Advisors should prepare for a highly charged election year, Schwab executives said today

With few surprises expected this Super Tuesday, the day when 15 states hold their 2024 nominating contests, financial advisors should be focusing on how they plan to handle what is likely to be an emotional presidential election and year, Schwab executives said during a market update podcast.

“We have eight months to go before the presidential election. I think we’ll see a very emotional time for investors, because this is going to be an emotional election. And it’s going to get more emotional as we head into the summer and fall,” said Michael Townsend, managing director of legislative and regulatory affairs at Charles Schwab.

“It’s incumbent on RIAs to really be connected to their clients and make sure that clients are not making emotional investing decisions during the run up to the election and into the fall. Because it’s going to be a crazy time,” Townsend warned.

Kathy Jones, managing director and chief fixed income strategist at Schwab, echoed Townsend’s sentiments. “We’ve got a lot of noise in the market right now and that’s boosted volatility," she said. "There’s lot of confusion about the direction of Fed policy, fiscal policy, all of these things can affect the overall level of volatility in the market.

“But through all that noise, I think keep in mind the trend in inflation is moving in the right direction. The Fed, although they’re making a lot of noise and creating a lot of confusion, it’s a matter of when they cut, not if they cut. So, we continue to think that having some intermediate duration five- to seven- year high-quality bonds in portfolio continues to make sense for clients,” Jones said.

Townsend said that former President Donald Trump is expected to sweep today’s primaries. "That won’t get him to the exact number of delegates he needs to clinch the nomination, but it will certainly put him close. I think the only remaining question on the Republican side is whether Nikki Haley, who is the last GOP candidate standing, calls it quits later this week or continues her quixotic campaign,” he said.

Haley announced she was suspending her campaign Wednesday morning.

On Thursday, President Biden will deliver his State of the Union speech, which Townsend said marks the kickoff of the general election campaign in many investors’ minds.

“We’re obviously headed for a Biden-Trump rematch, a rematch that not many voters are very excited about,” he noted.

Recent polls have shown that more than 60% of voters would prefer someone else. An AP poll yesterday found that a stong majority of voters are not confident that either Joe Biden or Donald Trump have the mental ability to serve effectively as president.

“It’s a pretty astonishing result when you think about it," Townsend said. "So we have this race that no one seems to want. One of the things I’m getting asked a lot is about what happens if one of the candidate needs to be replaced due to a health issue. There is a mechanism to do that at the conventions this summer. It would be messy, it would be chaotic. But it is doable."

He said he is also being asked about third-party candidates, particularly Robert F. Kennedy Jr., who is running as an independent and polling in the low double digits. “I do think given the unpopularity of the two major candidates, it feels like a third-party candidate could play a role in this,” he said, noting, however, that Kennedy has only qualified to be on the ballot in one state.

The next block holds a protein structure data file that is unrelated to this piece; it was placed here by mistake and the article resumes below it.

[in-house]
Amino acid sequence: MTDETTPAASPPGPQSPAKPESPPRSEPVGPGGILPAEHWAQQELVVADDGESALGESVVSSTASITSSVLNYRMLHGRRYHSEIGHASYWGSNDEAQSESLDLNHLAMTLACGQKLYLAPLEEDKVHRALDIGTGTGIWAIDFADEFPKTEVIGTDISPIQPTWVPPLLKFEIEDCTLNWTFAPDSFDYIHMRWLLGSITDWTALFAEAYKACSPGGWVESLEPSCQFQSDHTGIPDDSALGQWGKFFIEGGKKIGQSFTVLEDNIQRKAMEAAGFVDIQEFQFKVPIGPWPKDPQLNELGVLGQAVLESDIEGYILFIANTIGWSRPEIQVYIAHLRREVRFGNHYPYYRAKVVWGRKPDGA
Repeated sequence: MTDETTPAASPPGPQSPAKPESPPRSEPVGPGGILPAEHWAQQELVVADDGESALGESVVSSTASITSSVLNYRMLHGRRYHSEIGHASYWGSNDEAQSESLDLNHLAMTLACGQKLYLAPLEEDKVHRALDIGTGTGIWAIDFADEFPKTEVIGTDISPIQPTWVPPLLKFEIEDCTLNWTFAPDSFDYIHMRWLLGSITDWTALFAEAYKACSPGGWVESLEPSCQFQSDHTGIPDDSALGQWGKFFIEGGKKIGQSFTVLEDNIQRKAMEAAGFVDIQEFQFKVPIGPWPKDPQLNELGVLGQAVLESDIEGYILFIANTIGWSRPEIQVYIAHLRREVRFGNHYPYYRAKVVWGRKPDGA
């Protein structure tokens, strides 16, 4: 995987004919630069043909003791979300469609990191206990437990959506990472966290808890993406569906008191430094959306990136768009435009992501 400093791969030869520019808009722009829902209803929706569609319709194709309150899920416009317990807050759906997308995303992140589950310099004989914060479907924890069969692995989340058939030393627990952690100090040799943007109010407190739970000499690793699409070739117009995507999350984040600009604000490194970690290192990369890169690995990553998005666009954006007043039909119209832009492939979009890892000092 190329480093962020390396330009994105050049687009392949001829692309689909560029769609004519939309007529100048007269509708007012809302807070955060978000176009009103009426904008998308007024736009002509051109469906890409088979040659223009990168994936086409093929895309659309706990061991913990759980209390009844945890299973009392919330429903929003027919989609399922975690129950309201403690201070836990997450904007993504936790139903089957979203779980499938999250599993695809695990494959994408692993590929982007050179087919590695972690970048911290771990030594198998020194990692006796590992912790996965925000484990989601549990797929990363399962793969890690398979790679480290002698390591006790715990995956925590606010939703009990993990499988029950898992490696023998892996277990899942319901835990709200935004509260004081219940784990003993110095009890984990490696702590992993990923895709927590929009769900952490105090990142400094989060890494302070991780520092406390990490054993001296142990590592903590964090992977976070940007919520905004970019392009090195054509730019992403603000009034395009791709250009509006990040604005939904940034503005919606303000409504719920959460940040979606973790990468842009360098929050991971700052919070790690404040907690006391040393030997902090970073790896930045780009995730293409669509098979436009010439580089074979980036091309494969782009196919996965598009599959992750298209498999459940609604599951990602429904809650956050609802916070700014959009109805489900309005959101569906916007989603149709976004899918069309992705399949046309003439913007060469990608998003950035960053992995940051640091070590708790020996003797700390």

“The other thing I would say is it is really important to watch is the battles for control of the House and Senate because [despite] all the policies that a presidential candidate can propose, it’s Congress that will have to turn them into laws,” Townsend said.

The next Congress has some big issues for the markets on its agenda, including another debt ceiling debate in 2025 and the expiration of the 2017 tax cuts.

“Right now, I think Republicans have the upper hand to capture the Senate. And I think Democrats have the upper hand to capture the House. So we would potentially have both chambers flipping in opposite directions, something that has never happened. But I think there is a decent chance that we will have a split Congress again. So there is a long way to go and lots to watch as it all unfolds,” he added.

Will the political environment have an outsized impact on the stock market this year? “If you plug in election uncertainty and maybe election outcome as a factor that could cause some spikes and bouts of volatility, I don’t think it’s a stretch to say that,” said Liz Ann Sonders, managing director and chief investment strategist at Schwab.

“What you tend to see happen is more volatility and action occur at the sector level,” Sonders said. “In the lead-in to an election where policy proposals are put on the table, the likelihood of them moving a market can effect sectors like defense and healthcare. Already we’ve seen days or weeks if there is chatter around an increase in tariffs, you can see some movements in the short term. But none of this is to suggest you should trade around this.”

Sonders noted that the U.S. election is not the only volatility driver. Some 45% of the world has elections this year. However, the rematch between Biden and Trump is unique and is the first in the modern era of the primary system, while the seventh in history, she said.